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Reasons to not increase credit card limit

Most people are ecstatic when they receive a credit card for the first time. However, this momentous occasion has its downfalls, as evidenced by the fact the average American household has around $16,000 in credit card debt.

When most people take out a credit card for the first time, the bank places a relatively low limit on the card. It may be $1,000 for the first year, and then you have the option to increase your limit. Many people take the bank up on this offer, but there are reasons why you should second-guess increasing your limit.

Possibility of taking on a lot of debt

If you pay off your credit card in full every month and know you can handle the additional responsibility, then you probably have nothing to worry about with a higher limit. However, if you find yourself struggling to pay it off, then you do not want to assume the risk. You need to recognize when you do not have the capacity to effectively use a credit card. There is no need to put yourself in a difficult situation.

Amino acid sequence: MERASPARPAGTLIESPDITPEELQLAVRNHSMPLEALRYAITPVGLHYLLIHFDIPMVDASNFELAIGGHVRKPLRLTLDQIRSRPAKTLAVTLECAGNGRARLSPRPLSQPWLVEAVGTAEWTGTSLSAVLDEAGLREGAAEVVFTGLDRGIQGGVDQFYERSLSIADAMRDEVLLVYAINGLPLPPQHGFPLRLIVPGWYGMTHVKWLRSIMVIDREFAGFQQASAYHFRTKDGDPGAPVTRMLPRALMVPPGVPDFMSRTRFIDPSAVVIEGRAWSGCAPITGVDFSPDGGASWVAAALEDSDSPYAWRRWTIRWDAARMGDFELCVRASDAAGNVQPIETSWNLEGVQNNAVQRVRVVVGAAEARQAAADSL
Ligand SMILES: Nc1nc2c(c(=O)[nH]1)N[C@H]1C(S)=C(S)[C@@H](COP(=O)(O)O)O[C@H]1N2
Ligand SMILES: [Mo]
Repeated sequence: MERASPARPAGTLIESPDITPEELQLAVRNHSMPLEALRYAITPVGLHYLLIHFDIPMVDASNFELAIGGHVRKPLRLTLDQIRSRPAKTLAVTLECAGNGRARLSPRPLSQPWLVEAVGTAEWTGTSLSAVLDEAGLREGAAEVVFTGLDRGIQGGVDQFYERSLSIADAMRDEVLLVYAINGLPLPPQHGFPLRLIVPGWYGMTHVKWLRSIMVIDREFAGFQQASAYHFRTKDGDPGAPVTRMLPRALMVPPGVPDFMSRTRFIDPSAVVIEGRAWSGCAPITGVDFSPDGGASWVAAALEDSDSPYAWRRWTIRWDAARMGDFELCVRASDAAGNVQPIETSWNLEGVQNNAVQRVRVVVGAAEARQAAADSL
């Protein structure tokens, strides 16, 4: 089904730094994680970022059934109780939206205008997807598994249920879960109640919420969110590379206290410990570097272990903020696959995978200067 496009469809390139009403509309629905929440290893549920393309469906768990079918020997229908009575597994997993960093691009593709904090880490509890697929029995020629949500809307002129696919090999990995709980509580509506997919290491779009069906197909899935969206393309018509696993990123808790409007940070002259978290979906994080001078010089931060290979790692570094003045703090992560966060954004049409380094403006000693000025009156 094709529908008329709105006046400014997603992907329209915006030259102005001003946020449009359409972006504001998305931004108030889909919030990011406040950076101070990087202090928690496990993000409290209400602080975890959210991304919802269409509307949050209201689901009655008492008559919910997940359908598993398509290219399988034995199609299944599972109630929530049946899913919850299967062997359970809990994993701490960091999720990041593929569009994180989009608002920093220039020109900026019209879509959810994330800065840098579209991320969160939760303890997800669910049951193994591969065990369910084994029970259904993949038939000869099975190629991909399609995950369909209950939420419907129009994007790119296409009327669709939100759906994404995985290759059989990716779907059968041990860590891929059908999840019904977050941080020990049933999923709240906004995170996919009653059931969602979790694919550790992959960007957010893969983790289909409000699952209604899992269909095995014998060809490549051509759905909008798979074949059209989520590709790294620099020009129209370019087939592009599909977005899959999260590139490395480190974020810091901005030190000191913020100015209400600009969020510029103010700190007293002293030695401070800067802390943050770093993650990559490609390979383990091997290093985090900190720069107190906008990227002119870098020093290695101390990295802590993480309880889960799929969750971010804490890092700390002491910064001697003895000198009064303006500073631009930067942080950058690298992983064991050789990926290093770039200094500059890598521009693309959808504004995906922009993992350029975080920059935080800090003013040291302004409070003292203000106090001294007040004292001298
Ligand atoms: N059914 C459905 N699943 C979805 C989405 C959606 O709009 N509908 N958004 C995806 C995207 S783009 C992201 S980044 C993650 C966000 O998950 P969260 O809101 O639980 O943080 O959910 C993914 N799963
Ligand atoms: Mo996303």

Hard inquiry on credit report

Some banks will automatically provide you the option of increasing your credit card limit. For other institutions, you need to request it. The latter can trigger a hard inquiry into your credit history. This has the potential to decrease your credit score for up to one year. This is detrimental if you are thinking of buying a house or a car in the near future.

Uncertain employment future

You should not request a credit card limit increase if things are sketchy at your place of work at the moment. If the company is starting to lay people off, then you may soon be on the chopping block. In the event you take a lower-paying job, you may not be able to pay off a higher credit card balance. As long as you go about the process wisely, you should have little to fear.

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At the law offices of William H. Oliver, Jr. & Associates in Toms River and Lakewood, New Jersey, we represent clients in Toms River, Neptune, Trenton, Middletown, Red Bank, Wall, Lakewood, Lakehurst, Manchester, Asbury Park, Old Bridge, Jamesburg, Barnegat, Forked River, Manahawkin, Ocean Township, Brick, Manasquan, Howell, Freehold, Hazlet, Bradley Beach, Brown Mills, Long Branch, Keansburg, Marlboro, Bayville, Beachwood, Whiting, Sayreville, South River, East Brunswick, Monmouth County, Ocean County, Middlesex County, Burlington County and Mercer County.